New York City Builders Turn Attention to Housing

Attention is shifting away from commercial buildings and toward housing, according to a recent New York Times article.

And that's music to our collective ears here at ProEst because it coincides perfectly with the release of a new residential database for our subcontractor estimating software that will be coming within the next 2 weeks. It's a market we were strong in in the past and we want to rekindle it.

According to the Times, the Durst family, who built an empire with office towers in Manhattan, are now undertaking a project that will see a sprawling $1.5 billion residential development erected on the waterfront in Queens, specifically on a peninsula in Astoria where the East and Harlem Rivers meet.

This marks a trend in New York that is seeing real estate moguls taking advantage of the demand for luxury housing rather than building office towers. Both the cost of land and the price of high-end apartments are soaring, prompting once commercial-minded developers to explore housing as a means to turn a profit.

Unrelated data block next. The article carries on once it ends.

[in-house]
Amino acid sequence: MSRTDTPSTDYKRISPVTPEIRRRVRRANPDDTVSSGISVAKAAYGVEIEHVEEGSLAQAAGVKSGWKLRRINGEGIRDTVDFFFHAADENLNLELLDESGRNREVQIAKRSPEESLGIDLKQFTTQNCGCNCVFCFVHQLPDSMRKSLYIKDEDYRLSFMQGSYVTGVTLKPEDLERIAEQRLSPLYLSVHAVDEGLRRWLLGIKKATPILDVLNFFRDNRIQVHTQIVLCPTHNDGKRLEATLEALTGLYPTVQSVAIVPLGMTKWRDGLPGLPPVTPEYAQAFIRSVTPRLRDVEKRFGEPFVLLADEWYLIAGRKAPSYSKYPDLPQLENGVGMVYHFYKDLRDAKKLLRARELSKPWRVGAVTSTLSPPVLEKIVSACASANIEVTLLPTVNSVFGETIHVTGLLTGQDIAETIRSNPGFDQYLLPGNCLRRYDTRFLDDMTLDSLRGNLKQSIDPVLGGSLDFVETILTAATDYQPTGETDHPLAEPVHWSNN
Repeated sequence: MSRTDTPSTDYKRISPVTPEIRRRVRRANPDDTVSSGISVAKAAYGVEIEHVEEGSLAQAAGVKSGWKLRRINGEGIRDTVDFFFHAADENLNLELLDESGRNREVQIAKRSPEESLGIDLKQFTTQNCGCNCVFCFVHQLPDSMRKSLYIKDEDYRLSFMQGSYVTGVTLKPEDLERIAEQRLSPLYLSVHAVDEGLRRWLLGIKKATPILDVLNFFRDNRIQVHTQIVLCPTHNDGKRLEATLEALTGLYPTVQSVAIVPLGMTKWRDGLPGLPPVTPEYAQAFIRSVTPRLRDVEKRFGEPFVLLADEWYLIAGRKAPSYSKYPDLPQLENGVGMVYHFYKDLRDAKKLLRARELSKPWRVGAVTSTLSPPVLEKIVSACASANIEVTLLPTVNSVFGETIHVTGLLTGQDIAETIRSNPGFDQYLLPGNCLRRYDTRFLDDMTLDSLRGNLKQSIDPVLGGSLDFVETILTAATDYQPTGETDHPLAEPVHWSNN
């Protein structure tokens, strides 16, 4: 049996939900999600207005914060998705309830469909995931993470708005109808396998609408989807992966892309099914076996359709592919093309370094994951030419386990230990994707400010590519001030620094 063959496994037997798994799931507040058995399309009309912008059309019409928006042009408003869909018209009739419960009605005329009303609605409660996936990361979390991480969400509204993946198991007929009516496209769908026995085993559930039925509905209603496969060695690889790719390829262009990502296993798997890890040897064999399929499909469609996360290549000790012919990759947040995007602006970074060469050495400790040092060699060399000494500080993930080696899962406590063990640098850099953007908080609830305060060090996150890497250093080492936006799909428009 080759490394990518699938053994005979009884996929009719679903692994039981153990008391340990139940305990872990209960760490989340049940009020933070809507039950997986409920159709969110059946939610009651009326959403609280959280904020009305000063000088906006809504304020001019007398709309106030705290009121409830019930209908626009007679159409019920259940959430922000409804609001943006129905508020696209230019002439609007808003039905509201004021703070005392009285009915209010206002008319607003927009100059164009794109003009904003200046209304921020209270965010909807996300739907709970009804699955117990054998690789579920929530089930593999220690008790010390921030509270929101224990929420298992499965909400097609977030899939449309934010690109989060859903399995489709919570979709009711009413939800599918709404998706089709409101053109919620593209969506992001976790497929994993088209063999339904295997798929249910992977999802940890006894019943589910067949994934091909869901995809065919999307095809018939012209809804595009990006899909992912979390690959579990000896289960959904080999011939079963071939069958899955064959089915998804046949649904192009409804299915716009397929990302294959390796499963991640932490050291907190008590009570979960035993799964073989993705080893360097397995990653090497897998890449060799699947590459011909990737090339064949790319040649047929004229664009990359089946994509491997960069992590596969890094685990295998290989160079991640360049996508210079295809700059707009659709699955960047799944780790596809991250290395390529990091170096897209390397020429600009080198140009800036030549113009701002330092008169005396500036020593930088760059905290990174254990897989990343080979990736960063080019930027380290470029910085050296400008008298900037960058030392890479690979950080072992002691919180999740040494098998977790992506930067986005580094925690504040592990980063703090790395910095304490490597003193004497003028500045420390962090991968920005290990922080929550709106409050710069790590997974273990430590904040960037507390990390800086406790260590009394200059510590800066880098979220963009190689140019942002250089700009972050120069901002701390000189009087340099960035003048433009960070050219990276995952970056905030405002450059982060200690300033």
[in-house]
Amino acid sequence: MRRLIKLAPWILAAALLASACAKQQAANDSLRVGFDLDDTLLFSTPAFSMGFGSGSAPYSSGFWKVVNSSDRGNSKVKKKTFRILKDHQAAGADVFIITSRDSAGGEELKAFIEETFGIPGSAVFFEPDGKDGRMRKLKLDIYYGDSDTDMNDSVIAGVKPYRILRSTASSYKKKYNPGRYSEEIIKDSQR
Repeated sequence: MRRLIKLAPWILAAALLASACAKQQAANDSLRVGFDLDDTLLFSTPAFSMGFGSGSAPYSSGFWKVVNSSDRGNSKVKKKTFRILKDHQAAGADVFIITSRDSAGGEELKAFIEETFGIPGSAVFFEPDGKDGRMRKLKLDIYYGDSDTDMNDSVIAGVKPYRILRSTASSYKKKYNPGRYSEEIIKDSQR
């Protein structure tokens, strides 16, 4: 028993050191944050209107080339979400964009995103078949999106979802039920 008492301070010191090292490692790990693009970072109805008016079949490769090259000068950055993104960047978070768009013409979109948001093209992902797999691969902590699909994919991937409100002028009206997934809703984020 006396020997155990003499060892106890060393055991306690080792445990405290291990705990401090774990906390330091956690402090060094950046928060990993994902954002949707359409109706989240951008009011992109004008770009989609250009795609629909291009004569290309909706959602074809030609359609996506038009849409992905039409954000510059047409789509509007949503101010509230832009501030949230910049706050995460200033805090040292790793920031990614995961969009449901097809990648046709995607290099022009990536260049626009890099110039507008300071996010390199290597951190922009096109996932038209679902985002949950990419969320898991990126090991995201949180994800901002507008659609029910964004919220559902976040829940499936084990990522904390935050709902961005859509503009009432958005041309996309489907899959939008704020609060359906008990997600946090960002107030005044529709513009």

Proof?

Check this out:

  • Longtime commercial developer Brookfield is putting down $1 billion for nearly 4,000 apartments in northern Manhattan and on Roosevelt Island.
  • Tishman Speyer Properties, another major player in commercial property, is planning to build a rental complex with 1,600 apartments in Queens.
  • Tishman Speyer is also bidding against Vornado Realty and other developers for a former Macy’s property on Fulton and Hoyt Streets in downtown Brooklyn to turn it into a residential project.
  • The Fisher real estate family, which is also known for its office towers, is developing a 950-foot-tall condominium tower in TriBeCa and a 37-story apartment building on the East Side.

Why is this happening?

As the Times article puts it:

"The changing economics of the real estate market have made housing more appealing. Land costs have doubled and tripled in recent years to $600 a square foot and more as residential developers snapped up one site after another. Commercial developers have often found themselves priced out of the market. High-end apartments in Manhattan and parts of Brooklyn sell for $4,000 or more per square foot, far more than most commercial tenants are willing to pay."

 

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